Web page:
Presumably, ultra-tech GEV have computer-controlled thrust/tilt sensors to keep them steady on slopes. (And, it seems like something that's easy to engineer at our current TL, should someone wish to do so.)
Bulletproofing it, however, could make it a bit more costly. I had a van that had a dying computer. First, it acted like it was empty, on a half tank, once the engine was warm. We replaced the fuel filter, but it didn't help. Killing the engine, opening the door so the radio would turn off, and starting it back up, worked and we'd limp the car home a few miles at a time. Then the cruise started getting contrary, dropping without warning for no apparent reason beyond the heater was on, (or the cab was a consistent 80+ degrees). Eventually, the cruise wouldn't hold for more than a second, and I just quit using it.
A hovercraft that used computer assistance to stay straight might start pulling to the left, say, when the computer started failing. Possibly all at once, in traffic, like you got hit by a strong crosswind while on a tall bridge or hill. Suddenly, driving THAT hovercraft would be about like keeping a car going straight that's just had a blowout on a front wheel, at speed, or worse.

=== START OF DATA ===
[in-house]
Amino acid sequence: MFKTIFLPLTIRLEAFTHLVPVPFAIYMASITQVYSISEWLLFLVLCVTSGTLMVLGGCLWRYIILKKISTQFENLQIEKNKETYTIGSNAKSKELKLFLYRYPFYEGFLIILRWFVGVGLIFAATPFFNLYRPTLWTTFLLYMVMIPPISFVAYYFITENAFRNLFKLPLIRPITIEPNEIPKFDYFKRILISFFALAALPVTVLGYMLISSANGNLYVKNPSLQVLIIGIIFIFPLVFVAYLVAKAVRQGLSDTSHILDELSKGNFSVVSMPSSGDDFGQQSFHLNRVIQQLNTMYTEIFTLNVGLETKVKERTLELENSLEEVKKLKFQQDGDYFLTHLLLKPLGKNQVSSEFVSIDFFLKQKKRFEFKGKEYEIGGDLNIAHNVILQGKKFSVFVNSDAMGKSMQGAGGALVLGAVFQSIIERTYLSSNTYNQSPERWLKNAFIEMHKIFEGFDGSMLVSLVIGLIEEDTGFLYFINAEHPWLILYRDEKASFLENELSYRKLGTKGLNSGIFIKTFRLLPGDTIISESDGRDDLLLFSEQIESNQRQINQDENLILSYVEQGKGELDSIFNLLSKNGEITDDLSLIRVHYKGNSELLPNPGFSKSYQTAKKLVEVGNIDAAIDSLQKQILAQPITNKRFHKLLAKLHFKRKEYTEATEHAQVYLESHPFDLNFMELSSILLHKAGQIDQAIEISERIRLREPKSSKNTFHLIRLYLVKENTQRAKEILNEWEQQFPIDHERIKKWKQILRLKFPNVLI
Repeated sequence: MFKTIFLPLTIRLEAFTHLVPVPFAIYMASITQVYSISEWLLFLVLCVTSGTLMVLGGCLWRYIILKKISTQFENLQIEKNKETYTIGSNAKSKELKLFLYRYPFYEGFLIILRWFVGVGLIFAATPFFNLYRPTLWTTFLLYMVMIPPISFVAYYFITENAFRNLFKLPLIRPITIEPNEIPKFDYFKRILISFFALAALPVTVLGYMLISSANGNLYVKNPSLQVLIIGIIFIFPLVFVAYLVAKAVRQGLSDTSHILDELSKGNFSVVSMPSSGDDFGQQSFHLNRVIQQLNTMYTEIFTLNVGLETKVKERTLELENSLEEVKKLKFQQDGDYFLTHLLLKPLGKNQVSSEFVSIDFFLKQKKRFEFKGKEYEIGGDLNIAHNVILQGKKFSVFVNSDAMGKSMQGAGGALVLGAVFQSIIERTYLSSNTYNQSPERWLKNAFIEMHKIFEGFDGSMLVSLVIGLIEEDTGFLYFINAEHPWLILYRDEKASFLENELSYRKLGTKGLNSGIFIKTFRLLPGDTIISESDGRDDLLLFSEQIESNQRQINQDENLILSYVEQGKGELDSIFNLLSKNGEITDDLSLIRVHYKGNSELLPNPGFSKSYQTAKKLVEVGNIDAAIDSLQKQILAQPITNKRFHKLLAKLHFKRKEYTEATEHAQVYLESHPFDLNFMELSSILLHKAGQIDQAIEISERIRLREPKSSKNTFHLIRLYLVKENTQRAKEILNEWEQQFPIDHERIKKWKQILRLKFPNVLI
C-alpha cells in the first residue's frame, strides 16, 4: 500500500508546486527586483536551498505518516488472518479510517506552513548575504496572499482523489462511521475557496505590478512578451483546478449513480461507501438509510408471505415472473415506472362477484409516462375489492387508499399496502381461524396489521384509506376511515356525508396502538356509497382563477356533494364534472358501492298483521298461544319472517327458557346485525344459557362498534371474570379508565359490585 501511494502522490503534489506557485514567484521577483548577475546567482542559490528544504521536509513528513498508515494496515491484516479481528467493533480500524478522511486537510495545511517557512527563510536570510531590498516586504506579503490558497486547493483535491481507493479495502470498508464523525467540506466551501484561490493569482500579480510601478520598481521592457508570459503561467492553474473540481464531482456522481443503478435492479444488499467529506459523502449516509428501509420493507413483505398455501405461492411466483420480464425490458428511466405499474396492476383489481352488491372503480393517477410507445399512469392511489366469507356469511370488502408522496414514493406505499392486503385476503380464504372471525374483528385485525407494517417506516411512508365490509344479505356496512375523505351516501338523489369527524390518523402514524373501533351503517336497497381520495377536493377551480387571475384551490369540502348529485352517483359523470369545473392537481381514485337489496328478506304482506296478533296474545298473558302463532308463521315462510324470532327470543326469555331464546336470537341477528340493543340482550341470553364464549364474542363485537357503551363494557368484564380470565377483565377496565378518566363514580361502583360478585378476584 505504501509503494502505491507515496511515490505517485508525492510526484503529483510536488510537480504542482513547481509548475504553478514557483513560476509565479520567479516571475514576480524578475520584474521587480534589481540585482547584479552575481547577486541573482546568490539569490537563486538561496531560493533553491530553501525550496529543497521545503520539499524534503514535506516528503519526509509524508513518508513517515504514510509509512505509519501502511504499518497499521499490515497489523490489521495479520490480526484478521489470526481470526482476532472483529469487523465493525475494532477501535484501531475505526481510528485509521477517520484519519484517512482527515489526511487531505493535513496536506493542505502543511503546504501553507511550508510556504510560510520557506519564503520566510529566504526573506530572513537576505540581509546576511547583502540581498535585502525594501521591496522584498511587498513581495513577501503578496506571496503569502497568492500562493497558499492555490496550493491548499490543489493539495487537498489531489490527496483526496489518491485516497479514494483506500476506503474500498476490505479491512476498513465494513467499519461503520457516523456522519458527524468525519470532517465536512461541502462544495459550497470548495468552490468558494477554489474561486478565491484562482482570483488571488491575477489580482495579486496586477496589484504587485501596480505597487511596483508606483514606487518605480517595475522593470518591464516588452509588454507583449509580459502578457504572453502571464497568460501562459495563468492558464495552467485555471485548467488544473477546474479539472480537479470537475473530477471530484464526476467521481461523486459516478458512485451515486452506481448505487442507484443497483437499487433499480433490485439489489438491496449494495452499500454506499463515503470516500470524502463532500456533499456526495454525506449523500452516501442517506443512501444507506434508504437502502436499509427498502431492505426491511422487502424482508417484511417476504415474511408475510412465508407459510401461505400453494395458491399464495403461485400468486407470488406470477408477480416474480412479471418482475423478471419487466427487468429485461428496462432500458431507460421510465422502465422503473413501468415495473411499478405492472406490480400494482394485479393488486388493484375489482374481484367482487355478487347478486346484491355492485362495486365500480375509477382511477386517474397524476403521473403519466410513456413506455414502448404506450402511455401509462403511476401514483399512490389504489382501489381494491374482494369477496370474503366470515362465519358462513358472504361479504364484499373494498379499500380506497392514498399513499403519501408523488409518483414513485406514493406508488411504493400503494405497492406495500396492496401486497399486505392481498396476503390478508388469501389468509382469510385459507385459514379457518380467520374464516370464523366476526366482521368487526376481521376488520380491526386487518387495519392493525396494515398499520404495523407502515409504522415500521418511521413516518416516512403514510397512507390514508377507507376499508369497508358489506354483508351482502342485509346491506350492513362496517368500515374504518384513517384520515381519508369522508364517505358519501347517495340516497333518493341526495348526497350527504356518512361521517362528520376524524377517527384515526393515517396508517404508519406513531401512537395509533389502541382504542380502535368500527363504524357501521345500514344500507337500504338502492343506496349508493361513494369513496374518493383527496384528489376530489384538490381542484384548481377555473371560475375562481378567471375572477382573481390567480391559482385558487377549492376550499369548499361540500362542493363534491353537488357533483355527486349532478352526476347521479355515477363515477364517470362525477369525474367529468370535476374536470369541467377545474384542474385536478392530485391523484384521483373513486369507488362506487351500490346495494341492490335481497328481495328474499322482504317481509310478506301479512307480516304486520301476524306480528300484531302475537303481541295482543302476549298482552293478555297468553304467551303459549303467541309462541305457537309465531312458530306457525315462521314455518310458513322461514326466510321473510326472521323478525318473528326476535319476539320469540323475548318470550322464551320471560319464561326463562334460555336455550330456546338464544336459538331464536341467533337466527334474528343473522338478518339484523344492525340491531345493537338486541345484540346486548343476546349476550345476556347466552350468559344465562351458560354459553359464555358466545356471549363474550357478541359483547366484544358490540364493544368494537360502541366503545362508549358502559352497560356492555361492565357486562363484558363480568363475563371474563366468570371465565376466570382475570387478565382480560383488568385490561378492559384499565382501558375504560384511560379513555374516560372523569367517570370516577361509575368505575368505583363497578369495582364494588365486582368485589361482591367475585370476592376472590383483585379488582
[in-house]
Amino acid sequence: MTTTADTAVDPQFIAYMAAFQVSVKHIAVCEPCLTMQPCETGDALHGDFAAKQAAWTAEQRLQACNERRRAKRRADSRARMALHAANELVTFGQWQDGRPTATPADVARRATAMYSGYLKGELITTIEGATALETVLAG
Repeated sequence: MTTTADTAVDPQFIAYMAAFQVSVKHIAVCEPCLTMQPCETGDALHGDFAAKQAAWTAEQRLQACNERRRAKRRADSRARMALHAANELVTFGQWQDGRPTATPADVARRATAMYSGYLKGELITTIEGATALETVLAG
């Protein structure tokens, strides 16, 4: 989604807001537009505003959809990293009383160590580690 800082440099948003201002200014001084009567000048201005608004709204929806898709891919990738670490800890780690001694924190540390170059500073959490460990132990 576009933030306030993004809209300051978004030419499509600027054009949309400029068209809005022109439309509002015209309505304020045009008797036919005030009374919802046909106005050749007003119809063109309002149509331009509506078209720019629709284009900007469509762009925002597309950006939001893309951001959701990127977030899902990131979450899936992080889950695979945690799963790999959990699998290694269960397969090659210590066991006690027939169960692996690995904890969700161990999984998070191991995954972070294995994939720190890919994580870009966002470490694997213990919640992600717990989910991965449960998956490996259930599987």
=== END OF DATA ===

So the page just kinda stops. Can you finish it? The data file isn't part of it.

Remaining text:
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Old 01-12-2016, 01:54 PM   #17
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Default Re: Are hovercraft controlled with Driving or Piloting? Plus other vehicle skill stuf

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Originally Posted by SRoach View Post
Bulletproofing it, however, could make it a bit more costly. I had a van that had a dying computer. First, it acted like it was empty, on a half tank, once the engine was warm. We replaced the fuel filter, but it didn't help. Killing the engine, opening the door so the radio would turn off, and starting it back up, worked and we'd limp the car home a few miles at a time. Then the cruise started getting contrary, dropping without warning for no apparent reason beyond the heater was on, (or the cab was a consistent 80+ degrees). Eventually, the cruise wouldn't hold for more than a second, and I just quit using it.
A hovercraft that used computer assistance to stay straight might start pulling to the left, say, when the computer started failing. Possibly all at once, in traffic, like you got hit by a strong crosswind while on a tall bridge or hill. Suddenly, driving THAT hovercraft would be about like keeping a car going straight that's just had a blowout on a front wheel, at speed, or worse.
That would be true for most larger aircraft today. They're nearly all fly-by-wire. It can be made quite reliable with redundancy and regular maintenance and inspection.